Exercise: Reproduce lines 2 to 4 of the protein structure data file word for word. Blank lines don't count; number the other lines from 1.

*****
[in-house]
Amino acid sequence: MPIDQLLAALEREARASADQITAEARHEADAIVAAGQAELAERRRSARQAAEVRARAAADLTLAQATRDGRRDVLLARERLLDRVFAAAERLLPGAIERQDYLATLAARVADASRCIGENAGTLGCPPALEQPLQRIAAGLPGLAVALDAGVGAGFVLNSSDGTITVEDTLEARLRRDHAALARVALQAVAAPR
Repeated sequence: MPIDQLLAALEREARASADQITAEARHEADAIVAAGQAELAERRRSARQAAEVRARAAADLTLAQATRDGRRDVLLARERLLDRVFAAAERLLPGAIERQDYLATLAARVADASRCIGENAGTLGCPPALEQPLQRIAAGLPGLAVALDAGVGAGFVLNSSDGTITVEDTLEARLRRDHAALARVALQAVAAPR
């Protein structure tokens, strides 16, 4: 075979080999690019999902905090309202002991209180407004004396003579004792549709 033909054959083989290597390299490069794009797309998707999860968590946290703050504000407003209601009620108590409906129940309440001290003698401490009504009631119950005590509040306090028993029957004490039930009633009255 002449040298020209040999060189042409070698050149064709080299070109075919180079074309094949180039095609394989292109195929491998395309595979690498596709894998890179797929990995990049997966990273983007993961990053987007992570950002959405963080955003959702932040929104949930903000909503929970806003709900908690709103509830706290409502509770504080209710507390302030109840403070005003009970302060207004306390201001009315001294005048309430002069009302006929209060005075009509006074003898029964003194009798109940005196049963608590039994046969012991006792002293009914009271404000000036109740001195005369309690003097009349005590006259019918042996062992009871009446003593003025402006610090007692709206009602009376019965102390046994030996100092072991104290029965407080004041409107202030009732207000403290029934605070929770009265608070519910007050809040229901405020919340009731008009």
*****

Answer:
Amino acid sequence: MPIDQLLAALEREARASADQITAEARHEADAIVAAGQAELAERRRSARQAAEVRARAAADLTLAQATRDGRRDVLLARERLLDRVFAAAERLLPGAIERQDYLATLAARVADASRCIGENAGTLGCPPALEQPLQRIAAGLPGLAVALDAGVGAGFVLNSSDGTITVEDTLEARLRRDHAALARVALQAVAAPR
Repeated sequence: MPIDQLLAALEREARASADQITAEARHEADAIVAAGQAELAERRRSARQAAEVRARAAADLTLAQATRDGRRDVLLARERLLDRVFAAAERLLPGAIERQDYLATLAARVADASRCIGENAGTLGCPPALEQPLQRIAAGLPGLAVALDAGVGAGFVLNSSDGTITVEDTLEARLRRDHAALARVALQAVAAPR
């Protein structure tokens, strides 16, 4: 075979080999690019999902905090309202002991209180407004004396003579004792549709 033909054959083989290597390299490069794009797309998707999860968590946290703050504000407003209601009620108590409906129940309440001290003698401490009504009631119950005590509040306090028993029957004490039930009633009255 002449040298020209040999060189042409070698050149064709080299070109075919180079074309094949180039095609394989292109195929491998395309595979690498596709894998890179797929990995990049997966990273983007993961990053987007992570950002959405963080955003959702932040929104949930903000909503929970806003709900908690709103509830706290409502509770504080209710507390302030109840403070005003009970302060207004306390201001009315001294005048309430002069009302006929209060005075009509006074003898029964003194009798109940005196049963608590039994046969012991006792002293009914009271404000000036109740001195005369309690003097009349005590006259019918042996062992009871009446003593003025402006610090007692709206009602009376019965102390046994030996100092072991104290029965407080004041409107202030009732207000403290029934605070929770009265608070519910007050809040229901405020919340009731008009």